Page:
-- Robert Preidt
TUESDAY, Dec. 14 (HealthDay News) -- Babies born to mothers who
are depressed during pregnancy have higher levels of stress
hormones, decreased muscle tone and other neurological and
behavioral differences, a new study finds.
"The two possibilities are that [the infants] are either more sensitive to stress and respond more vigorously to it, or that they are less able to shut down their stress response," lead investigator Dr. Delia M. Vazquez, a professor of psychiatry and pediatrics at the University of Michigan School of Medicine, said in a school news release.
She and her colleagues examined the association between
depression in pregnant women and the development of infants'
neuroendocrine system, which controls the body's stress response,
as well as mood and emotions.
The study included 154 pregnant women, over the age of 20, whose
depressive symptoms were assessed at 28, 32 and 37 weeks of
pregnancy and again when they gave birth. Umbilical cord blood
samples were taken at birth to measure stress hormone levels. At
two weeks, the infants underwent neurobehavioral tests to assess
their motor skills and responses to stimuli and stress.
The findings appear online and in an upcoming print issue of the
Infant Behavior and Development.
"It's difficult to say to what extent these differences (in babies born to mothers with depression) are good or bad, or what impact they might have over a longer period of time," lead author Dr. Sheila Marcus, clinical director of U-M's Child and Adolescent Psychiatry Section, said in the news release.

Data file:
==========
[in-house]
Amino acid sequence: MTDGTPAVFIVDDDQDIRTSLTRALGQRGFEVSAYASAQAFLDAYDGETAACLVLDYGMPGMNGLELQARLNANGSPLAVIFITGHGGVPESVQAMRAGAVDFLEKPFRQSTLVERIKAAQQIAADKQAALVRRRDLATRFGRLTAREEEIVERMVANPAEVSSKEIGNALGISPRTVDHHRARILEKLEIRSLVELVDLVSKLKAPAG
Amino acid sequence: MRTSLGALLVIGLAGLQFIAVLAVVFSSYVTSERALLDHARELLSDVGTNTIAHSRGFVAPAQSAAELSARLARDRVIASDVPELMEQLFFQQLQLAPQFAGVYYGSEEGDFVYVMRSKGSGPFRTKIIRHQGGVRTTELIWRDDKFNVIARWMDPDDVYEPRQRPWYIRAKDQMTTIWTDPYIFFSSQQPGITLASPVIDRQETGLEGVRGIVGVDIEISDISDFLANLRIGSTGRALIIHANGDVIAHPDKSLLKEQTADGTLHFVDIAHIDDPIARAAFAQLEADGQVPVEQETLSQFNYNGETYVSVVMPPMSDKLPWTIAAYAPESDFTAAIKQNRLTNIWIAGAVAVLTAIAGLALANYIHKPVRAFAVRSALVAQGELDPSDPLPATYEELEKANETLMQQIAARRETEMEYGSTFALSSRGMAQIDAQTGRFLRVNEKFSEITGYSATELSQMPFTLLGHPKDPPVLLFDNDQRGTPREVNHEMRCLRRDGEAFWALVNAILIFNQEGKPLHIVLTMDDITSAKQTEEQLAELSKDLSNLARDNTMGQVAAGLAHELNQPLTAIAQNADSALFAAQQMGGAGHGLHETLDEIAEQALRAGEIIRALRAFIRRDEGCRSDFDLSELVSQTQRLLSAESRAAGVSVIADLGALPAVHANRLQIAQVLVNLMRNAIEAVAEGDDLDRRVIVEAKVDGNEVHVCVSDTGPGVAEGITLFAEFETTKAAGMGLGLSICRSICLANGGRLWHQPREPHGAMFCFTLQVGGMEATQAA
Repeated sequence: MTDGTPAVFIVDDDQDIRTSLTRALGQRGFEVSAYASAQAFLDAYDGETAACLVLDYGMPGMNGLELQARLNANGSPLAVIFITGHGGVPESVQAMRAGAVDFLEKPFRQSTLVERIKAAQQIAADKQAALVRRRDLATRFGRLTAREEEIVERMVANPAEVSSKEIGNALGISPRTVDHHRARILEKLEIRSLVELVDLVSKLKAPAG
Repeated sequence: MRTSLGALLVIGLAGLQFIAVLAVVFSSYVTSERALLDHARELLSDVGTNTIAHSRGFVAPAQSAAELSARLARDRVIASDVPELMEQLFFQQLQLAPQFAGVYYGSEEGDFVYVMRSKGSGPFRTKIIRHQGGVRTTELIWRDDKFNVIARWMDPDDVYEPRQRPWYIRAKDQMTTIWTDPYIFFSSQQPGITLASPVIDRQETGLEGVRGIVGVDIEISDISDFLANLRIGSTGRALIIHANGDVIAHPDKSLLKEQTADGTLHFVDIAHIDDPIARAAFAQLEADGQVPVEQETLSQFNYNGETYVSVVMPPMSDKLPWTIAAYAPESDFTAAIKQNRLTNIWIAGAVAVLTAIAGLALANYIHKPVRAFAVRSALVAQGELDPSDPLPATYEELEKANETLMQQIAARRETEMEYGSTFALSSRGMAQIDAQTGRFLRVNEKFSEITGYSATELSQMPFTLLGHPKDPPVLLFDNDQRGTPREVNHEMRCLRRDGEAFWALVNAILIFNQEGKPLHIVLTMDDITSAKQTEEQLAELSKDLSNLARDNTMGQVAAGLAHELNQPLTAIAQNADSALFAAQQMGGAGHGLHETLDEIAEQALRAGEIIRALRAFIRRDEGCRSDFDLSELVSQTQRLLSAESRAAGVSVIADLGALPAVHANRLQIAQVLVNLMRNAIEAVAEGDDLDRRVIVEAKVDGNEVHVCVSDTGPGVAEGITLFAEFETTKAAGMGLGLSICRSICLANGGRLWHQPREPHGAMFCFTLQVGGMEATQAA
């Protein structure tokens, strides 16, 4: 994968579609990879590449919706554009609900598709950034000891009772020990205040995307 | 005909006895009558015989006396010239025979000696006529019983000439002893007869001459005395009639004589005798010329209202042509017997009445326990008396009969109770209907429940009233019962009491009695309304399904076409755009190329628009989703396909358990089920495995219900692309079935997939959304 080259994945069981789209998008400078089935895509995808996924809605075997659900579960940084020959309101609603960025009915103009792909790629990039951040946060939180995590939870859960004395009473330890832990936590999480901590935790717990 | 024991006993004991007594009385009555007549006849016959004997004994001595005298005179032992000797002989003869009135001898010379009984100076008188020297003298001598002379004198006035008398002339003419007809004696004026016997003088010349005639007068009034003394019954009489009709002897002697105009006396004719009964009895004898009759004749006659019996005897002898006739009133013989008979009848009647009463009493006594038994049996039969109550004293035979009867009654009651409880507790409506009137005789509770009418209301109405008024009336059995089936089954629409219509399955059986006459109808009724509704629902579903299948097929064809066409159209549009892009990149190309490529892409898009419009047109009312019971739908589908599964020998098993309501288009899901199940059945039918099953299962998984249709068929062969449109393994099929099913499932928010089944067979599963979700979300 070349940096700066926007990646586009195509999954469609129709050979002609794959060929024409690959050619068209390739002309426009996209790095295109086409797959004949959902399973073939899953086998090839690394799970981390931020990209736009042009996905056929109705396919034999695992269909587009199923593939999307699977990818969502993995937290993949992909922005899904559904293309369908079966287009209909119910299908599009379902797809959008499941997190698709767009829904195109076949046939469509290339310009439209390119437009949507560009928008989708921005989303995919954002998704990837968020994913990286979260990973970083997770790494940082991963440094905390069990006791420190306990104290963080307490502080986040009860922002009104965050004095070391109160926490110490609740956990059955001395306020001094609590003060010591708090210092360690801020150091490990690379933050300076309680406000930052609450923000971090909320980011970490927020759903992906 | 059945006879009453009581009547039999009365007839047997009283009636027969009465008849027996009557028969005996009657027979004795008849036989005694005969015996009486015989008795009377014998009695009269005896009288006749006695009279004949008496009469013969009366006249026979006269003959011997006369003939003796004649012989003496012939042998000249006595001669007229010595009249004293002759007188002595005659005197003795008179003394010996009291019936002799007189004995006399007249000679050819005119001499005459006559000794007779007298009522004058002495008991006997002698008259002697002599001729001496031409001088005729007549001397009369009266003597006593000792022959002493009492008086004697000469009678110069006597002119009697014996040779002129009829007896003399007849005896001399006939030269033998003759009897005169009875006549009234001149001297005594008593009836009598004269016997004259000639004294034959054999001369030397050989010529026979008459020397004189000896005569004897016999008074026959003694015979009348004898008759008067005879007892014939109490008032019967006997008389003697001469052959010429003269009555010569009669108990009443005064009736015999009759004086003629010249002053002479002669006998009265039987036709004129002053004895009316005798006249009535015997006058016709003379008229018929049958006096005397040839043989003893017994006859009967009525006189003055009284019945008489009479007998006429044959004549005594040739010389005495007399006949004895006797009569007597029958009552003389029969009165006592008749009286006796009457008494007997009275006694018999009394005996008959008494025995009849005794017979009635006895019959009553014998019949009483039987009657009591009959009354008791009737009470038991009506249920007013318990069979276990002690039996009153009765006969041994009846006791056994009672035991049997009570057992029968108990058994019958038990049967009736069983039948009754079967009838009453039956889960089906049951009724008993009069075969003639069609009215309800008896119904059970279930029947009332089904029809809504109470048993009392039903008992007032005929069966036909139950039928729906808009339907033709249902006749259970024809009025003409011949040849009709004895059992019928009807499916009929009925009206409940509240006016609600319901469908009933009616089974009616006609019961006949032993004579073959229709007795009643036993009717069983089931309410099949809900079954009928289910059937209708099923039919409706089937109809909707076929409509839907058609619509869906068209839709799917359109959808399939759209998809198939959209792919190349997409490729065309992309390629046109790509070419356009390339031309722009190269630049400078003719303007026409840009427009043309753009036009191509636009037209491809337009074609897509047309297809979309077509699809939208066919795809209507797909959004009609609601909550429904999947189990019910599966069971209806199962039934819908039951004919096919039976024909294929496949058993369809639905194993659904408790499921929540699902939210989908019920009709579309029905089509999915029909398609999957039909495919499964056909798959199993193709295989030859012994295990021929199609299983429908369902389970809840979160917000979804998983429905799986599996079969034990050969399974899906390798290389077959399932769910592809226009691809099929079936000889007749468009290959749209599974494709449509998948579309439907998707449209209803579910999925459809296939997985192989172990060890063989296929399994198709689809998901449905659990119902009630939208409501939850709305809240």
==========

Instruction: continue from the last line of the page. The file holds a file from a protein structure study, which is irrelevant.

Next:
"We're just beginning to look at these differences as part of a whole collection of data points that could be risk markers," she added. "These in turn would identify women who need attention during pregnancy or mother/infant pairs who might benefit from postpartum programs known to support healthy infant development through mom/baby relationships."
Up to one in five women experiences depression during pregnancy,
and post-partum depression is also a common complication, according
to the background material in the study. The researchers urged that
pregnant women showing symptoms of depression contact a
The U.S. National Women's Health Information Center has more
depression during and after pregnancy.
Please be aware that this information is provided to supplement the care provided by your physician. It is neither intended nor implied to be a substitute for professional medical advice. CALL YOUR HEALTHCARE PROVIDER IMMEDIATELY IF YOU THINK YOU MAY HAVE A MEDICAL EMERGENCY. Always seek the advice of your physician or other qualified health provider prior to starting any new treatment or with any questions you may have regarding a medical condition.
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